Yiddish for Pirates
Set in the years around 1492, Yiddish for Pirates recounts the compelling story of Moishe, a Bar Mitzvah boy who leaves home to join a ship's crew, where he meets Aaron, the polyglot parrot who becomes his near-constant companion.
From a present-day Florida nursing home, this wisecracking yet poetic bird guides us through a world of pirate ships, Yiddish jokes and treasure maps. But Inquisition Spain is a dangerous time to be Jewish and Moishe joins a band of hidden Jews trying to preserve some forbidden books. He falls in love with a young woman, Sarah; though they are separated by circumstance, Moishe's wanderings are motivated as much by their connection as by his quest for loot and freedom. When all Jews are expelled from Spain, Moishe travels to the Caribbean with the ambitious Christopher Columbus, a self-made man who loves his creator. Moishe eventually becomes a pirate and seeks revenge on the Spanish while seeking the ultimate booty: the Fountain of Youth. (From Vintage Canada)
Yiddish for Pirates was a finalist for the 2016 Scotiabank Giller Prize and the 2016 Governor General's Literary Award for fiction.
Yiddish for Pirates is on the Canada Reads 2021 longlist.
Gary Barwin is a multidisciplinary artist, composer and poet who currently lives in Hamilton, Ont. He has written more than 20 books, including poetry, fiction and books for children. His poetry collections include For It is a Pleasure and a Surprise to Breathe and No TV for Woodpeckers. Yiddish for Pirates is his first novel.
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"Humour is one of the great technologies of humanity. It gives you distance, and also an opportunity to deal with difficult things. Jewish humour in particular has this optimistic pessimism, or pessimistic optimism, that is so much part of the culture. The speaker can connect with the people they're telling the jokes to, and they're able to stand outside what's happening and look at it philosophically.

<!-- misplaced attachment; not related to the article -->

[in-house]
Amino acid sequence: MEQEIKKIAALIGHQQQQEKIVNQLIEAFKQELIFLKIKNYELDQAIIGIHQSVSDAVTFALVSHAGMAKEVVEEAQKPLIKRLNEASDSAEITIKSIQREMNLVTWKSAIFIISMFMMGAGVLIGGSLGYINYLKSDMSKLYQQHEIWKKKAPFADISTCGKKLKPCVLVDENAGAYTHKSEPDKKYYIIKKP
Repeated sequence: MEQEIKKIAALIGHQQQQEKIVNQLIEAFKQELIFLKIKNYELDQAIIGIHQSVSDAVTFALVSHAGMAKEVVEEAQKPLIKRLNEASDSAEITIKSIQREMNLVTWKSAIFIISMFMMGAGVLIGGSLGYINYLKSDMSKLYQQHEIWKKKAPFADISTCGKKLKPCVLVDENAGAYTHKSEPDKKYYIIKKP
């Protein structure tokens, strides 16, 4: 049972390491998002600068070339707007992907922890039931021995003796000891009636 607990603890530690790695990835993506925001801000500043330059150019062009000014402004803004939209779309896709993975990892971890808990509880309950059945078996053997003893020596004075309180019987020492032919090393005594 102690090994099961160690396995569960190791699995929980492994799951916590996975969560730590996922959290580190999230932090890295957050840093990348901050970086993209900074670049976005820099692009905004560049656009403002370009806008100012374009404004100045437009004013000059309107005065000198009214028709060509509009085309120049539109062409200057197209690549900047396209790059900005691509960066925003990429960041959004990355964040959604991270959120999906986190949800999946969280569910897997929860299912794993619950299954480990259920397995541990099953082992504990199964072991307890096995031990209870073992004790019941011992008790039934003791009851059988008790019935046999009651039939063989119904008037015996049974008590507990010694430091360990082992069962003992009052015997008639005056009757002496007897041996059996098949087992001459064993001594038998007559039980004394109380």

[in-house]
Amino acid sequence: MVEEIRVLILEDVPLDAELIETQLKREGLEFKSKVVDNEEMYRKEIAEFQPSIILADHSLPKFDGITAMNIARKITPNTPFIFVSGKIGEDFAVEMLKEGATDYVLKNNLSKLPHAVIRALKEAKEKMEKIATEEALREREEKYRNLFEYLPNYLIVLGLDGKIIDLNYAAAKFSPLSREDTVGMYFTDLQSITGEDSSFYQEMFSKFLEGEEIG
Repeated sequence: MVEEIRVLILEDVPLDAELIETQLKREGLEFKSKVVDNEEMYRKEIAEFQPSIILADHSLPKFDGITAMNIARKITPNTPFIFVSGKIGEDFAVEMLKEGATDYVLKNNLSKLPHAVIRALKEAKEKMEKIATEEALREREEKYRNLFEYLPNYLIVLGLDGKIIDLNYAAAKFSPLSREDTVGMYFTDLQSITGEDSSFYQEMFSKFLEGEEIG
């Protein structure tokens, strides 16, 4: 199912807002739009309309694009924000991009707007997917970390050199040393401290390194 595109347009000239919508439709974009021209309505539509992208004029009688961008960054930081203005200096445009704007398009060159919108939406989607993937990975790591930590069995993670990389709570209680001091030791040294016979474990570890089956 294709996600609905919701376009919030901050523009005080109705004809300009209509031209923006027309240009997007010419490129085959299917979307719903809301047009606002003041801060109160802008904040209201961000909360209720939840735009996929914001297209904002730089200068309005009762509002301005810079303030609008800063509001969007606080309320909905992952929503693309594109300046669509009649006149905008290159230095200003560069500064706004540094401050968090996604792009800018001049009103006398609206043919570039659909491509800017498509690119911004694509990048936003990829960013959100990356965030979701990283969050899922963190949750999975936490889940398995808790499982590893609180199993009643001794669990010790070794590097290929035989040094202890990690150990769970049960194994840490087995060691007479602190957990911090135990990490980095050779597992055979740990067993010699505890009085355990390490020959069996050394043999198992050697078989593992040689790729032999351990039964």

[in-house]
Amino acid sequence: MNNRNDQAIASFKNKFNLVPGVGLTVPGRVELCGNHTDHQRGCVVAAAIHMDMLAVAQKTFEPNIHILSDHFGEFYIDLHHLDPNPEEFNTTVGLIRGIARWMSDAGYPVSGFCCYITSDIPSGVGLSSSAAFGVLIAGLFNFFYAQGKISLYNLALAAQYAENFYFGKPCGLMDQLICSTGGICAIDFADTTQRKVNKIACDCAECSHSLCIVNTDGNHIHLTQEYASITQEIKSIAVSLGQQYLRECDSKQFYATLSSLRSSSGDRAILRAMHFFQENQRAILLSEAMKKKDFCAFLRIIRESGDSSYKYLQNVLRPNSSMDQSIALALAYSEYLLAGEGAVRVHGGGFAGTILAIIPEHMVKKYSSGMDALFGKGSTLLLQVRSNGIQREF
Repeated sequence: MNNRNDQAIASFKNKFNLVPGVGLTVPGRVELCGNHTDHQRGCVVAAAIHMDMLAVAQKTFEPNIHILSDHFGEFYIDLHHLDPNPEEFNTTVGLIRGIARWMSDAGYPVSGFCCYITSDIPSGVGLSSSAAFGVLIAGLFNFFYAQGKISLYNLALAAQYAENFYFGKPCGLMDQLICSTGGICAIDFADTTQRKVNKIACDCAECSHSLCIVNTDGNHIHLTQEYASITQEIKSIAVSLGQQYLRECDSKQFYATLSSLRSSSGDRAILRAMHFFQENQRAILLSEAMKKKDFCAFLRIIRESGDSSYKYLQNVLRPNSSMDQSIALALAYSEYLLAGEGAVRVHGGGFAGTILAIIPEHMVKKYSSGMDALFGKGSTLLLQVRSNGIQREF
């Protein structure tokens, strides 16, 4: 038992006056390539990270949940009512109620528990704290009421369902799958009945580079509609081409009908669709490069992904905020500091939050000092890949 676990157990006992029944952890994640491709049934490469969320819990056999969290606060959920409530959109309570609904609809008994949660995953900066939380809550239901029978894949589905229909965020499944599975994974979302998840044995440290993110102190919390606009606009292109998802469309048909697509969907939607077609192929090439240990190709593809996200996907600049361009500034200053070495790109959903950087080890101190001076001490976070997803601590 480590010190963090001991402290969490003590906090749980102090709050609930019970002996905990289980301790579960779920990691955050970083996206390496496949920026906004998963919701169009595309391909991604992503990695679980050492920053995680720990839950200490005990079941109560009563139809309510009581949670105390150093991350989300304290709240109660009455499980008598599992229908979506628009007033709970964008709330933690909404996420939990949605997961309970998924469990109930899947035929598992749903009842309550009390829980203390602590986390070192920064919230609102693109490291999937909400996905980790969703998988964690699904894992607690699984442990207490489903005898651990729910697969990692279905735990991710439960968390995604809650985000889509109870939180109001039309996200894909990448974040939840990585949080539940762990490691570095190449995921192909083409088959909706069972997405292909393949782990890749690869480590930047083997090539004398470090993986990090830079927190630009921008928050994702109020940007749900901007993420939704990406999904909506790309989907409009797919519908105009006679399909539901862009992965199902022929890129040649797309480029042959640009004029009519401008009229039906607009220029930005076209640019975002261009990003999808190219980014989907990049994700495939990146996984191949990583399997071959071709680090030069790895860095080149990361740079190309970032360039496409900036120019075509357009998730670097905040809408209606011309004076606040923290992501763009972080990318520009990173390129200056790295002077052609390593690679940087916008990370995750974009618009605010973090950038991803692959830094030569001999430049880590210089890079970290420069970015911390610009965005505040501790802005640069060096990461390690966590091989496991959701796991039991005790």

Humour always gives you agency, because you are the one telling the jokes. That's a very powerful position from which to address tragedy.- Gary Barwin
"Through this kind of humour, they find a way to engage, think about what is happening and still have agency. Humour always gives you agency, because you are the one telling the jokes. That's a very powerful position from which to address tragedy."
From the book
Hello. Howaya? Feh. You think those are the only words I know? Boychik, you don't know from knowing. You ain't seen knowing. I may be meshugeh crazy, but I know from words. You think I'm a fool shmegegge? I'm all words.
Hello? If you want the story of a life, don't wait for your alter kaker old gramps over there to wake up. Maybe he'll never wake. But me? Listen to my words. They tell some story. Because I remember. Sometimes too much, but I remember.
So, nu, bench your fat little oysgepasheter Cape Horn tuches down on that chair and listen to my beaking. Come all ye brave lads, and so forth. I'll tell you the whole megillah story from fore to aft.
What's it about? Pirates. Parrots. Jews. Jewels. The Inquisition. Gefilte fish. Gold. A girl.
From Yiddish for Pirates by Gary Barwin ©2016. Published by Random House Canada.
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